Decolonizing the Imagination

I learned early on that only white children had wonderful adventures in distant lands; only white children were magically transported through time and space; only white children found the buried key that unlocked their own private Eden.

–Zetta Elliot

via Decolonizing the Imagination.


Mirrors, Windows, and Sliding Glass Doors

When there are enough books available that can act as both mirrors and windows for all our children, they will see that we can celebrate both our differences and our similarities, because together they are what make us all human.

Rudine Sims Bishop

via Mirrors, Windows, and Sliding Glass Doors

Diversity in YA Lit: Where’s the ‘Mexican Katniss’? –

“I’m not this tragic figure from the past,” said Gansworth, author of “If I Ever Get Out of Here,” said.

via Diversity in young adult literature: Where’s the ‘Mexican Katniss’? –

This is so important. So many stories featuring ethnic characters paint them in the light of the past and don’t act as if people of color live in the present.

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The Studio Museum in Harlem

Yesterday, I got to hang out at the Studio Museum in Harlem for a bit. I didn’t get to look at the new exhibit (I had to rush out to head to work), but I did get a peek at the books in their Museum Store, and I totally need to read them!


wpid-20140410_155939.jpgI love fairy tales, so I need to read Rapunzel, with that long beautiful braided hair of hers. Neighborhood Mother Goose looks interesting for similar fairy tale-esque reasons. Anansi the Spider is probably the most well known African myth (for as little as Americans, myself included, know about different African folklore and myth tales). But really, I just want to read them all and I want to see more books like this in mainstream bookstores. Where’s the shelf for these books, Barnes and Noble (outside of Black History Month)?

I just started volunteering at the Studio Museum, hopefully I get to do more things there. The employees seem really fun and cool, and most of the people who walked in the building yesterday were ridiculously stylish. I can’t stop thinking about this woman’s flowered skirt with pockets (!!) and contrasted teal tulle underneath that you can’t buy anywhere because she had her friend make it for her. But that’s off the point of the post and the blog in general. I can’t wait to go back and I hope I can read (and afford to buy) some of those books.

Here are some pictures from their quarterly magazine:


Books for Kids

Activity examples for educators and parents

Activity examples for educators and parents

Reading is, of course, very important to nurture as a child, but so is art. They often go hand in hand. Kids will often want to create art based on books they’ve read and characters they love. More diverse children’s books creates more diverse art. We need more of that in the world.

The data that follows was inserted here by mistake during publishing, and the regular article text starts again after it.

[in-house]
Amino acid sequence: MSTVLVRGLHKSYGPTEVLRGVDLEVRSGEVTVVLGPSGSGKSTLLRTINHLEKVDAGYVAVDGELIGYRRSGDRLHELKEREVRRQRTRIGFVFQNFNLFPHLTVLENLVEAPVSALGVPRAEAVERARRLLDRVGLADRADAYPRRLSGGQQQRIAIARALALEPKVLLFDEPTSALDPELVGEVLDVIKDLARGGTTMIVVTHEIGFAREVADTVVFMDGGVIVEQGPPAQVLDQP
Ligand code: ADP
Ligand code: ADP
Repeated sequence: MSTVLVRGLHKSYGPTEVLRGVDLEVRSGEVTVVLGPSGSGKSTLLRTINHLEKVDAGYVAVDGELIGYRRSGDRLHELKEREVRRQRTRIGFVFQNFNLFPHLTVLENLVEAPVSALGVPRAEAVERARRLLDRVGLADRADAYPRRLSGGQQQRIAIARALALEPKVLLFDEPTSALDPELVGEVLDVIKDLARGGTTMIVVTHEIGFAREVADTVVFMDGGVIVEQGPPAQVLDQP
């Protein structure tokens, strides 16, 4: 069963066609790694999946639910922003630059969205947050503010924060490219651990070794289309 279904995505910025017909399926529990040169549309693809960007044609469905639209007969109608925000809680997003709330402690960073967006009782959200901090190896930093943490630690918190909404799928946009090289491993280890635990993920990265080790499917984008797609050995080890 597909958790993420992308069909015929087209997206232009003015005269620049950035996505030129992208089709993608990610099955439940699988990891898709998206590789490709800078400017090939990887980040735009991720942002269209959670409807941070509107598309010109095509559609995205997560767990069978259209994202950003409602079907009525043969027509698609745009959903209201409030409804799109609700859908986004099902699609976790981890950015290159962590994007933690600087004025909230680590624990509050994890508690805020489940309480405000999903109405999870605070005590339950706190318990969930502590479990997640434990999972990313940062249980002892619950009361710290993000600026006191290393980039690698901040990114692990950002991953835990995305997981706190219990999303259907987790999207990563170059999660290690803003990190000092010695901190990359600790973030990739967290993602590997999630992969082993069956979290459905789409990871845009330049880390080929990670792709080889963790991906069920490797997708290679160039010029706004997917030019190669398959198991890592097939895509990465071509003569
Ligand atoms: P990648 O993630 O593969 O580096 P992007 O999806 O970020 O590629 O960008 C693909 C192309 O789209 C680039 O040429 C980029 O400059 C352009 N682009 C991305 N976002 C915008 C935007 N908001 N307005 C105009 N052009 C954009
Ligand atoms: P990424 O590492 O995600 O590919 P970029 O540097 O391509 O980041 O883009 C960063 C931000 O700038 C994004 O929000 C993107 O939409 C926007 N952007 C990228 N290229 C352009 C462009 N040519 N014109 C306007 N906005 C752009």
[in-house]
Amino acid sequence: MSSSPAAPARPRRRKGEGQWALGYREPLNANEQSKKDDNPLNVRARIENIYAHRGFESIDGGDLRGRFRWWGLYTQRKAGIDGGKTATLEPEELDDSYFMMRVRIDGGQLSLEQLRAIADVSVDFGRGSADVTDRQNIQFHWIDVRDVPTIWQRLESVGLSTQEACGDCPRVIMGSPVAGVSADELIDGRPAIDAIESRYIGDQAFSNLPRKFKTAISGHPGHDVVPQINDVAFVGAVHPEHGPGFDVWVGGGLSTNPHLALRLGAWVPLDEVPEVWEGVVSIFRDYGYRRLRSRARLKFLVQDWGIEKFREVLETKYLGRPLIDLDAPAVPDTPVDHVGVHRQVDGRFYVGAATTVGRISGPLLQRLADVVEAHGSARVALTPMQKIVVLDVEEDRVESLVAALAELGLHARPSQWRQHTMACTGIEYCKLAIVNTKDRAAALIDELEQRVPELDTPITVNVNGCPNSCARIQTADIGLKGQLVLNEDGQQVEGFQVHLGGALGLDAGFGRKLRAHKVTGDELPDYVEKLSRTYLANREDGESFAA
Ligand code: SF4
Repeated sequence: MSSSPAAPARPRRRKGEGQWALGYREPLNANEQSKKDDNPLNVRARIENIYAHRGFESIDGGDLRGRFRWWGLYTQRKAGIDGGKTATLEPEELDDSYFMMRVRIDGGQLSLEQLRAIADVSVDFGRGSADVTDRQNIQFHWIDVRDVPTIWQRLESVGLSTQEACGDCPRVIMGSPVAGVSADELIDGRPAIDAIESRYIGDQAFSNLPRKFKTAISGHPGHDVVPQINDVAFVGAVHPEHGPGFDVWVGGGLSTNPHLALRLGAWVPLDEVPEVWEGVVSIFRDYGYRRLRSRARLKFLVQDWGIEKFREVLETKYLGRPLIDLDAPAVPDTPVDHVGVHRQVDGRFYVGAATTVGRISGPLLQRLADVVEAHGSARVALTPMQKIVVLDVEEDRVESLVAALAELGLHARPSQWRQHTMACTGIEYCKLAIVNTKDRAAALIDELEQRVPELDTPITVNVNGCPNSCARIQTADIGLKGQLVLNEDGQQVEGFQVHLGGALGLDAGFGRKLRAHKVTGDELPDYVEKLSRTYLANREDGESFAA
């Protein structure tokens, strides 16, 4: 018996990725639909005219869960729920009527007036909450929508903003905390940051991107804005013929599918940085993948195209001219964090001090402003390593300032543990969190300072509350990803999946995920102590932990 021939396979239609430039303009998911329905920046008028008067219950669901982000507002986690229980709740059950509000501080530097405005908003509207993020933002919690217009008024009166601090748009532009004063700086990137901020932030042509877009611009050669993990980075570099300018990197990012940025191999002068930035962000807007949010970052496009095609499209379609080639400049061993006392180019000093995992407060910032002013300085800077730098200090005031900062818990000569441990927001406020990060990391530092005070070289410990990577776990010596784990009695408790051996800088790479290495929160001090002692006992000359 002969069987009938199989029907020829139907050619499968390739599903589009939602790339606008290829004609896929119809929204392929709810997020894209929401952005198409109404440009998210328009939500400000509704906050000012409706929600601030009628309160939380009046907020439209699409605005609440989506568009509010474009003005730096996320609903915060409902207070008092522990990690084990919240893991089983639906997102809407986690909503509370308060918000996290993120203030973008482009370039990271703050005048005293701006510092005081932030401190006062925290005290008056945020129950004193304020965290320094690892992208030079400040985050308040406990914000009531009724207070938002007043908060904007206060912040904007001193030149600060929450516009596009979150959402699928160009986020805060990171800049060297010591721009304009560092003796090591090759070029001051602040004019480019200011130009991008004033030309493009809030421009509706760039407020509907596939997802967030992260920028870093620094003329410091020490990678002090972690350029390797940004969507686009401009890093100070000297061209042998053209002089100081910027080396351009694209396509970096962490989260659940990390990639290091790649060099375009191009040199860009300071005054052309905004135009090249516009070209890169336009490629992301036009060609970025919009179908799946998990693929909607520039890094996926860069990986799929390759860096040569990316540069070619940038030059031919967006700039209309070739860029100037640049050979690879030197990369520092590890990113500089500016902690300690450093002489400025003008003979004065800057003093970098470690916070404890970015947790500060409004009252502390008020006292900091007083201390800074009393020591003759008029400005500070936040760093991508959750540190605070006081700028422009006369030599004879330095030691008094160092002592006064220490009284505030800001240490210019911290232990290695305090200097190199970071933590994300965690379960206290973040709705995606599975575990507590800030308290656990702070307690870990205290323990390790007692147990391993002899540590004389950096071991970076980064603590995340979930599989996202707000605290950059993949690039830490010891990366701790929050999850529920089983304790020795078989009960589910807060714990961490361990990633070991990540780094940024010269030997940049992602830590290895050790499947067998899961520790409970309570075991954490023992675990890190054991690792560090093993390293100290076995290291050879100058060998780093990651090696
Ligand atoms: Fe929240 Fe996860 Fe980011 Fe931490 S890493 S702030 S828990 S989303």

Visit the Studio Museum in Harlem, on 125th Street between Lenox and Adam Clayton Powell Jr Ave (7th Avenue for any locals). $7 Suggested Admission for Adults, $3 for Students and Seniors, Free for children under 12. 


Mirrors, Windows, and Sliding Glass Doors

When children cannot find themselves reflected in the books they read, or when the images they see are distorted, negative, or laughable, they learn a powerful lesson about how they are devalued in the society of which they are a part.

–Rudine Sims Bishop

via Mirrors, Windows, and Sliding Glass Doors.

Mirrors, Windows, and Sliding Glass Doors

Books are sometimes windows, offering views of worlds that may be real or imagined, familiar or strange. These windows are also sliding glass doors, and readers have only to walk through in imagination to become part of whatever world has been created or recreated by the author. When lighting conditions are just right, however, a window can also be a mirror. Literature transforms human experience and reflects it back to us, and in that reflection we can see our own lives and experiences as part of the larger human experience. Reading, then, becomes a means of self-affirmation, and readers often seek their mirrors in books.

–Rudine Sims Bishop

via Mirrors, Windows, and Sliding Glass Doors.

Diversity 101: The Multiracial Experience | CBC Diversity

Similarly, Karen Katz’s young protagonist gets ready to paint her friends, and focuses on color: “I think about all the wonderful colors I will make and I say their names out loud. Cinnamon, chocolate, and honey. Coffee, toffee, and butterscotch. They sound so delicious.”

–The Colors of Us by Karen Katz

via Diversity 101: The Multiracial Experience | CBC Diversity.

I love this. I am trying to piece together my thoughts on being a young reader and defaulting the characters in my head to white, but in reading more books with characters of color in my adulthood, I am loving finding new ways writers are able to describe characters with darker skin. Usually characters are “fair” or “pale” or “creamy” when reading white characters, but it can be more fun to think of ways to describe darker skin tones.

It’s often a joke (that treads a fine line) to figure out what shade I am. I’m not really brown, I’m one of the lightest non-mixed black people I know. I’ve recently turned to “honey” as the color of my skin tone, but I’ve gone with “peanut”/”peanut butter” in the past. Somewhere around there. Introducing characters of color to books can add more flavor to your descriptions (or illustrations if you handle it correctly in a children’s picture book).